Salvatore Sanfilippo, better known by the nickname antirez, stepped down on Tuesday as the maintainer of Redis, a popular open-source database project released in 2009.
Sanfilippo marked the occasion with a blog post in which he explains that he’s more interested in creating software than maintaining it.
“I write code in order to express myself, and I consider what I code an artifact, rather than just something useful to get things done,” he wrote. “…Now I’m asked more and more, by the circumstances created by a project that became so important, to express myself less and to maintain the project more. And this is indeed exactly what Redis needs right now. But this is not what I want to do, and I stretched myself enough during the past years.”
In online forums like Hacker News and on Twitter, people voiced their appreciation for Sanfilippo’s work and the quality of his code.
Sanfilippo leaves the open source Redis (from REmote DIctionary Server) project in the hands of Yossi Gottlieb and Oran Agra, colleagues who work at Redis Labs, a company formed in 2011 to offer commercial Redis services.
Redis Labs’ Ofer Bengal, co-founder and CEO, and Yiftach Shoolman, co-founder and CTO, thanked Sanfilippo for his work over the years and said the core of the open source project will remain under the 3-Clause BSD license. The company puts various Redis modules under a different license in 2018 and 2019 in an effort to prevent cloud service providers like AWS from exploiting the project and taking over the market for Redis services.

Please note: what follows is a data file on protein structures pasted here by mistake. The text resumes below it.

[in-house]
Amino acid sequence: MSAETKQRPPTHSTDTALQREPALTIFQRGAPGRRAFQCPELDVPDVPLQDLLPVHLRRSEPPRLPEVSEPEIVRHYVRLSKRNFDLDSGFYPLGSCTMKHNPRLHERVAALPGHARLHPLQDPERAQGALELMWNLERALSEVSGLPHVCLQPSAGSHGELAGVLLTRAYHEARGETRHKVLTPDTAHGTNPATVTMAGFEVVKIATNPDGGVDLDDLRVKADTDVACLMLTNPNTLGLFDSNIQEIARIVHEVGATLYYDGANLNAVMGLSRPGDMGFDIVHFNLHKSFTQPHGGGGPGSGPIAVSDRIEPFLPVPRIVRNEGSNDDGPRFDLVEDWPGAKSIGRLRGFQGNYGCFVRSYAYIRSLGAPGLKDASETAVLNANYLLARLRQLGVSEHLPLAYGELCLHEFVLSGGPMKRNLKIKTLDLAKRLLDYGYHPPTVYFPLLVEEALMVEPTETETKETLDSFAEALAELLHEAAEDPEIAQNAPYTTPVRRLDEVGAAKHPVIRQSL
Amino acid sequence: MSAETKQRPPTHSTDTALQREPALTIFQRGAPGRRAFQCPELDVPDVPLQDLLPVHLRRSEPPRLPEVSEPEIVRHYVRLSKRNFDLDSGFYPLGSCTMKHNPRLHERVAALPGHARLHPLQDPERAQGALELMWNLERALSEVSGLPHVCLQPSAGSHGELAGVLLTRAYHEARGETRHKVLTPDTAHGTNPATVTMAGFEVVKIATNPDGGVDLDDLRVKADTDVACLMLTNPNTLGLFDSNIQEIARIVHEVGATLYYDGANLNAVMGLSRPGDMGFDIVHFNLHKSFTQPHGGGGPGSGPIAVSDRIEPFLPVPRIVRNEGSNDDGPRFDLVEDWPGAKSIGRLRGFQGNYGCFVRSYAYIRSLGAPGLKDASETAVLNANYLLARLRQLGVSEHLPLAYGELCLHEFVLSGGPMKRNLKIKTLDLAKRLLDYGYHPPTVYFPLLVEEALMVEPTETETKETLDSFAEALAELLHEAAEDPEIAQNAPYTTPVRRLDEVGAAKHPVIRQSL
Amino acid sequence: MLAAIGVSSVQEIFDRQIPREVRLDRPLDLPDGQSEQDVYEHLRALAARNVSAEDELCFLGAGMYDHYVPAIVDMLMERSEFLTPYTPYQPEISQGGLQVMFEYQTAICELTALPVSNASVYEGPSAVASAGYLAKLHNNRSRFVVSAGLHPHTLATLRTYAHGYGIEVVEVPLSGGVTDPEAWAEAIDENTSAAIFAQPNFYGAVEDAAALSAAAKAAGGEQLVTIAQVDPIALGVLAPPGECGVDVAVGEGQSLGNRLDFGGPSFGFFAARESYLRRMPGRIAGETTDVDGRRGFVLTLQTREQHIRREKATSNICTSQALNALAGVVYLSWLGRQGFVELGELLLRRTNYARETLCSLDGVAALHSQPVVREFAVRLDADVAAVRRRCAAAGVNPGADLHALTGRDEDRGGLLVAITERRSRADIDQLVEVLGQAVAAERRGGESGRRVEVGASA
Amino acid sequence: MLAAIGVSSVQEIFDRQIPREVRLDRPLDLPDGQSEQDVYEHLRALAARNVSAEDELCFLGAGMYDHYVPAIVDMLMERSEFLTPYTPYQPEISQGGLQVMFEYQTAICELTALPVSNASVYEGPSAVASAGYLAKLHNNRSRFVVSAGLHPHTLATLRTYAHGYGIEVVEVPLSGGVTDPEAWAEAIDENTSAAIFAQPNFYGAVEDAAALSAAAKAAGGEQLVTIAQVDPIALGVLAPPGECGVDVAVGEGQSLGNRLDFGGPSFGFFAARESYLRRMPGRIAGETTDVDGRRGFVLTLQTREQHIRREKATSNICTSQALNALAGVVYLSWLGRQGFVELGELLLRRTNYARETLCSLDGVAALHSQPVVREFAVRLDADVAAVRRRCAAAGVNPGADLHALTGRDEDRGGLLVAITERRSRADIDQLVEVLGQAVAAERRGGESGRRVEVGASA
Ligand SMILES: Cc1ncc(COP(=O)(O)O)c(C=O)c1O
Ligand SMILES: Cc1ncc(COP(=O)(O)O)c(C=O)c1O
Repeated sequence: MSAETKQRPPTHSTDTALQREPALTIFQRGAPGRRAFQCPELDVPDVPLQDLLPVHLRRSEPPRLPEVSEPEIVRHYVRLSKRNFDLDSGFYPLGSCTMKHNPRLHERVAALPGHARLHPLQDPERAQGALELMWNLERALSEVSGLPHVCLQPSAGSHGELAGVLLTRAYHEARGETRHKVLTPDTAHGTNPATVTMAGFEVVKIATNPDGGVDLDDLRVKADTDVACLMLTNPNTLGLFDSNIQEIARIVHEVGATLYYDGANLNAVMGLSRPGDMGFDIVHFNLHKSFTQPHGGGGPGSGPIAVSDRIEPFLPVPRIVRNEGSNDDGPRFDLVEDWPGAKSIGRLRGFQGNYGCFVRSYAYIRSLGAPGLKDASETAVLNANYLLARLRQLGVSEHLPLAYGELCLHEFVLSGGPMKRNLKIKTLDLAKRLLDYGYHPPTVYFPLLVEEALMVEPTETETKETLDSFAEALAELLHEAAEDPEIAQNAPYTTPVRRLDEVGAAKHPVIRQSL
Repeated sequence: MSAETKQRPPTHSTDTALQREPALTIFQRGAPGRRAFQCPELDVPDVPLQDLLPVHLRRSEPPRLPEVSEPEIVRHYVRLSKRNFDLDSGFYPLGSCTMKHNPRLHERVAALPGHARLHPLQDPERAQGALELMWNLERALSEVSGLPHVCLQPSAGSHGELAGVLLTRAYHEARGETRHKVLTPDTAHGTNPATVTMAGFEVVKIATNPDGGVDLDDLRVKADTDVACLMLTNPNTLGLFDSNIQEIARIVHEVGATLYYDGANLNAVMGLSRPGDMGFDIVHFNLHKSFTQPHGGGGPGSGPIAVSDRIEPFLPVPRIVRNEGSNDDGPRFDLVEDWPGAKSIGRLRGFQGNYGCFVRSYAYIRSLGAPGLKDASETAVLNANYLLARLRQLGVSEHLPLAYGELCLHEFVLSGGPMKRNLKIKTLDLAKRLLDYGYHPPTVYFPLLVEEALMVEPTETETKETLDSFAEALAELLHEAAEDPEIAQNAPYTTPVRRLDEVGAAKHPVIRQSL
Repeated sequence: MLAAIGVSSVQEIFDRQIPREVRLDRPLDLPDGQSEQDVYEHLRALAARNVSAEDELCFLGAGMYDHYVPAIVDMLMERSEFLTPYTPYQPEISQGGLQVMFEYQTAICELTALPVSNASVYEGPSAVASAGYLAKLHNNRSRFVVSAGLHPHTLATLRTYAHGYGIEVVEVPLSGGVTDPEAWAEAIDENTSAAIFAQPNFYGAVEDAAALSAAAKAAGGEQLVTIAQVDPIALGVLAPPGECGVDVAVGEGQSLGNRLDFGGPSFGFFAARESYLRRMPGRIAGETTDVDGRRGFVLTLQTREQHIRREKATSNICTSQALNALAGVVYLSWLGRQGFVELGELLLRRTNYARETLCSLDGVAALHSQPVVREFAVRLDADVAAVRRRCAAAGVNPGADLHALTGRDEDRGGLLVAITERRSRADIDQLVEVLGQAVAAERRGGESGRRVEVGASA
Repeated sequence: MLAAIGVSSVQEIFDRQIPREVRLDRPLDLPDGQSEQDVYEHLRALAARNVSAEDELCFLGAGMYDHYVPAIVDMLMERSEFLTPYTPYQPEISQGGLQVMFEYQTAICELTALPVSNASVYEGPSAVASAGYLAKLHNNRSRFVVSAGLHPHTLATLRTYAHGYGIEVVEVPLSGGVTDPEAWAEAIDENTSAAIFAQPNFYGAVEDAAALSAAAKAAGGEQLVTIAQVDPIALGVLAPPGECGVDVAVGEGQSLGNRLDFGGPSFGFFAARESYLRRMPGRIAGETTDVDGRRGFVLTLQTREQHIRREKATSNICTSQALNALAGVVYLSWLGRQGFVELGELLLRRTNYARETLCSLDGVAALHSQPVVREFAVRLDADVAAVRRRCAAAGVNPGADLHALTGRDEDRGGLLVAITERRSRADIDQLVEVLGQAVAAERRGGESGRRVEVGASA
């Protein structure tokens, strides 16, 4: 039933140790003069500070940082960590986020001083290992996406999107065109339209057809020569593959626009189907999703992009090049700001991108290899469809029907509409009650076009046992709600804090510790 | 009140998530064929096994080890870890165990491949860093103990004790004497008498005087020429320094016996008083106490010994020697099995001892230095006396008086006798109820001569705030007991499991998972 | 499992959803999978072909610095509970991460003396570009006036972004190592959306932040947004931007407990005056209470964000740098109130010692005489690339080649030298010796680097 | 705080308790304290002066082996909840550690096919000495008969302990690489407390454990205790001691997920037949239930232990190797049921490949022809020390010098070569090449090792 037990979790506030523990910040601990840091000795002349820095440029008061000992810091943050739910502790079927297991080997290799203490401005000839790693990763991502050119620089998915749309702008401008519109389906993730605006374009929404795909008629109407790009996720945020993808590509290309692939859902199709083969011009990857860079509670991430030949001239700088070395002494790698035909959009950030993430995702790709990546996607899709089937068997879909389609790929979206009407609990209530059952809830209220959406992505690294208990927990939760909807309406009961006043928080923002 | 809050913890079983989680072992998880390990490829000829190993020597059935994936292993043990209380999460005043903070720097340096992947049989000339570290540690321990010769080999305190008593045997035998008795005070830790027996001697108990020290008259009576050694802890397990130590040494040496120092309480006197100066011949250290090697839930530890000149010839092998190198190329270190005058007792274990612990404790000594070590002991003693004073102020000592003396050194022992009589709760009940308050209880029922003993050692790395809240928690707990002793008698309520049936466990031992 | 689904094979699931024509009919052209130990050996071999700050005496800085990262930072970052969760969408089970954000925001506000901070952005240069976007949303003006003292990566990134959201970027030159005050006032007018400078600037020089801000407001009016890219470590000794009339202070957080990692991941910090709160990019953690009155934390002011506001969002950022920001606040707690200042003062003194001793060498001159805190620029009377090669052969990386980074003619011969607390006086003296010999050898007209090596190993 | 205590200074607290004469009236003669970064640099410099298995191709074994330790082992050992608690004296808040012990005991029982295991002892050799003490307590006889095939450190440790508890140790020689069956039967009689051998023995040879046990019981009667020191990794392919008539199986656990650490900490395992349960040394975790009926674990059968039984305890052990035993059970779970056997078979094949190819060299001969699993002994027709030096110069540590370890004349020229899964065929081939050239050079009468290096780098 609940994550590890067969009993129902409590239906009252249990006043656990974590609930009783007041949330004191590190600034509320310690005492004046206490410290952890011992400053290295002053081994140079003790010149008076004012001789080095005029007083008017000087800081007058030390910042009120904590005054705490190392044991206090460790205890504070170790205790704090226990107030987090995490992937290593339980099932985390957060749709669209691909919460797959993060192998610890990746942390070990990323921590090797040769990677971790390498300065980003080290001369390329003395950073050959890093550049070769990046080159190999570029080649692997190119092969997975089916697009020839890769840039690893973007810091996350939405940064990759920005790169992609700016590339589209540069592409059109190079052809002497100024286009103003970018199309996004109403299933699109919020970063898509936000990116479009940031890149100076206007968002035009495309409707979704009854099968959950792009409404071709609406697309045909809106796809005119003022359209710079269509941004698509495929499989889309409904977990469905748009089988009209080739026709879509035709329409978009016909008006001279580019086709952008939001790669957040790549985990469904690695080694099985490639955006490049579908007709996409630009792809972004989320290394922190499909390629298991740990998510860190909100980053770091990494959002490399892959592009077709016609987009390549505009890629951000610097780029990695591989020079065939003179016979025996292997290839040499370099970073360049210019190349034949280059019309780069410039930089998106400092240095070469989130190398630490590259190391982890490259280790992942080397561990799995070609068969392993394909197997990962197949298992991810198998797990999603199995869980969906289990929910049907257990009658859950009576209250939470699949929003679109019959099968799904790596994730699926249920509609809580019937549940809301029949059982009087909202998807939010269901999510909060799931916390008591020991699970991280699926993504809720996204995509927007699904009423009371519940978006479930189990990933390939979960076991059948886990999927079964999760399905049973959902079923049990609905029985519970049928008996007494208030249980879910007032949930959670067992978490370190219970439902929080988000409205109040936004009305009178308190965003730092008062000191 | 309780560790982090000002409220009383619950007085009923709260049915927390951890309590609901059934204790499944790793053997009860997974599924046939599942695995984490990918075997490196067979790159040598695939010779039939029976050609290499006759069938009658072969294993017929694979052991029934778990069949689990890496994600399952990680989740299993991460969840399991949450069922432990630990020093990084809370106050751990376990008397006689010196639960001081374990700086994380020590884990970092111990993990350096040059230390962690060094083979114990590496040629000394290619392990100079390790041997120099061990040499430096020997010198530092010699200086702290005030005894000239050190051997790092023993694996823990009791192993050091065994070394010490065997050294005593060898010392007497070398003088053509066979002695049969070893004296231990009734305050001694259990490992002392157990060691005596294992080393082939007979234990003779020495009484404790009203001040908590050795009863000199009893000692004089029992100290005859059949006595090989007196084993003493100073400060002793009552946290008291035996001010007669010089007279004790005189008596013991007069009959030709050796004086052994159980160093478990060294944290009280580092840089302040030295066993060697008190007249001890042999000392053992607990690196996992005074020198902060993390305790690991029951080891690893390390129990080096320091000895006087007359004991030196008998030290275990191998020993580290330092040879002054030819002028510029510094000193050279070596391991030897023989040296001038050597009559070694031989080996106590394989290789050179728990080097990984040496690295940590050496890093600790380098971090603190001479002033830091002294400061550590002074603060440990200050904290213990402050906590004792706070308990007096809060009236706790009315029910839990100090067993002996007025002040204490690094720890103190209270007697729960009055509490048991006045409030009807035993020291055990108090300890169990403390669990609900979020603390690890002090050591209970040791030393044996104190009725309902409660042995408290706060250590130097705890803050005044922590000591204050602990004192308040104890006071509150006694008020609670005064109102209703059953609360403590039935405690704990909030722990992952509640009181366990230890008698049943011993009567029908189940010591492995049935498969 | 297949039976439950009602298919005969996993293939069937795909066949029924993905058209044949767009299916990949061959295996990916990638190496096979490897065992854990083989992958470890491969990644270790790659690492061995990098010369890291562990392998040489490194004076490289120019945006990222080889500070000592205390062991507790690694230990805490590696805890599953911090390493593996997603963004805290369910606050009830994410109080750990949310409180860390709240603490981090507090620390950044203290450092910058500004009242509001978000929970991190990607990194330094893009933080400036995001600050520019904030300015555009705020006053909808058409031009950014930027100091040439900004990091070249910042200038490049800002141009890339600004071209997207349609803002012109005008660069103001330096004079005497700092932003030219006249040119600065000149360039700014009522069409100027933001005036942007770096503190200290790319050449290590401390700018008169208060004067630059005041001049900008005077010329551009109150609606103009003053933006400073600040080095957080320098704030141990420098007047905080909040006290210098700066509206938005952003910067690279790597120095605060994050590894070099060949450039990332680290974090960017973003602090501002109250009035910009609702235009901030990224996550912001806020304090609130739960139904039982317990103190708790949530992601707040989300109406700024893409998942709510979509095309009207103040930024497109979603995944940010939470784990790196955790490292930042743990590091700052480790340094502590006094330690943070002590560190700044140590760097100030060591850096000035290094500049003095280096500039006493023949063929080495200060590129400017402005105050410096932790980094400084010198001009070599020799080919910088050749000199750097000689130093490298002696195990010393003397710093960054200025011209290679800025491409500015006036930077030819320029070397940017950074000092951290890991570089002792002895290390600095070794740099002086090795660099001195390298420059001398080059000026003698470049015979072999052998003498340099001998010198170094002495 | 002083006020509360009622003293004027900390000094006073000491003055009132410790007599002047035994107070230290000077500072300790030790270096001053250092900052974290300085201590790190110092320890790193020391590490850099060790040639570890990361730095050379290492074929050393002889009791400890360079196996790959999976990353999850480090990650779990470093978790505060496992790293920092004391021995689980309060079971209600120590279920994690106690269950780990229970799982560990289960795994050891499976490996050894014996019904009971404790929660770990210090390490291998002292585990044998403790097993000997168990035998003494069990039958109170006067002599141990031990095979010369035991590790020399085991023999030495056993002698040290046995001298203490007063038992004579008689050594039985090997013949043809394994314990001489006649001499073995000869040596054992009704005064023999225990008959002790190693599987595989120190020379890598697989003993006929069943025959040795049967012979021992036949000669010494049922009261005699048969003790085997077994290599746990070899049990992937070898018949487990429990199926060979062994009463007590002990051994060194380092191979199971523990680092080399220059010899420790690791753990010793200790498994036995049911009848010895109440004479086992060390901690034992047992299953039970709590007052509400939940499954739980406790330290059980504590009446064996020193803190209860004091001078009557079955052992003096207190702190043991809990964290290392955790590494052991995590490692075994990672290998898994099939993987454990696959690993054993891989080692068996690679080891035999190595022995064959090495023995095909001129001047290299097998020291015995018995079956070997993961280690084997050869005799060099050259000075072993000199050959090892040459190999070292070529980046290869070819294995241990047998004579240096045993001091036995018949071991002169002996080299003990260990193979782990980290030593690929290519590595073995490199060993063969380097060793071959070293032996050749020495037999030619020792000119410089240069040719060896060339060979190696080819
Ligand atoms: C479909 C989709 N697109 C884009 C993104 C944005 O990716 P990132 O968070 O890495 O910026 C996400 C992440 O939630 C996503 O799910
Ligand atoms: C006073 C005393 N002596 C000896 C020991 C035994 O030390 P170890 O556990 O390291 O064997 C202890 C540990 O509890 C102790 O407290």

Databases with better relations
Meanwhile, Gottlieb and Agra announced a new governance model for Redis in which they explain that the project has outgrown the “benevolent dictator for life” (BDFL) style of management, exemplified until recently by Guido van Rossum’s oversight of Python, and still by Linus Torvald’s administration of the Linux kernel.
GitHub to replace
main across its services
“As Salvatore steps back from maintaining Redis, the project’s scale can no longer be managed as a BDFL-style project,” explained Gottlieb and Agra. “We see this as an opportunity for Redis to adopt a new model that, hopefully, will promote more teamwork and structure and let us scale up its development and maintenance processes.”
The term BDFL, it’s perhaps worth noting, has been applied to quite a few men but rarely to women, even though women do maintain open source projects. And therein lies the focus of the governance shift, making Redis more inviting to a more diverse group of people.
As the Redis Open Source Governance page explains, the project aims “to be as welcoming and inclusive as possible” and toward that end has adopted a Code of Conduct, as many other open source projects have already done.
Sanfilippo was part of the early wave of open source maintainers who demonstrated awareness of controversial language in project code like “master” and “slave.” While he didn’t initially agree that the terms had to be removed, he eventually removed them.
Back in 2017 and 2018, that was ahead of the curve. Today, as exemplified by Red Hat CTO Chris Wright’s post about “eradicating problematic language,” it’s table stakes.
It was clear at the time that Sanfilippo preferred to focus on other things. The views he expressed on the subject were thoughtful and nuanced; they seem ill-suited to the current polarized environment and trial by shouty social media.
“Antirez’s” valedictory post doesn’t delve into his reasons for stepping down beyond not wanting the responsibilities of project maintenance. But it does hint at dissatisfaction with the status quo.
“I don’t like much what the underground programming world became in recent years, but even if it was not an easy journey, I had the privilege to work and interact with many great individuals,” he wrote.
The Register asked Sanfilippo whether he’d care to elaborate, but we’ve not heard back. ®
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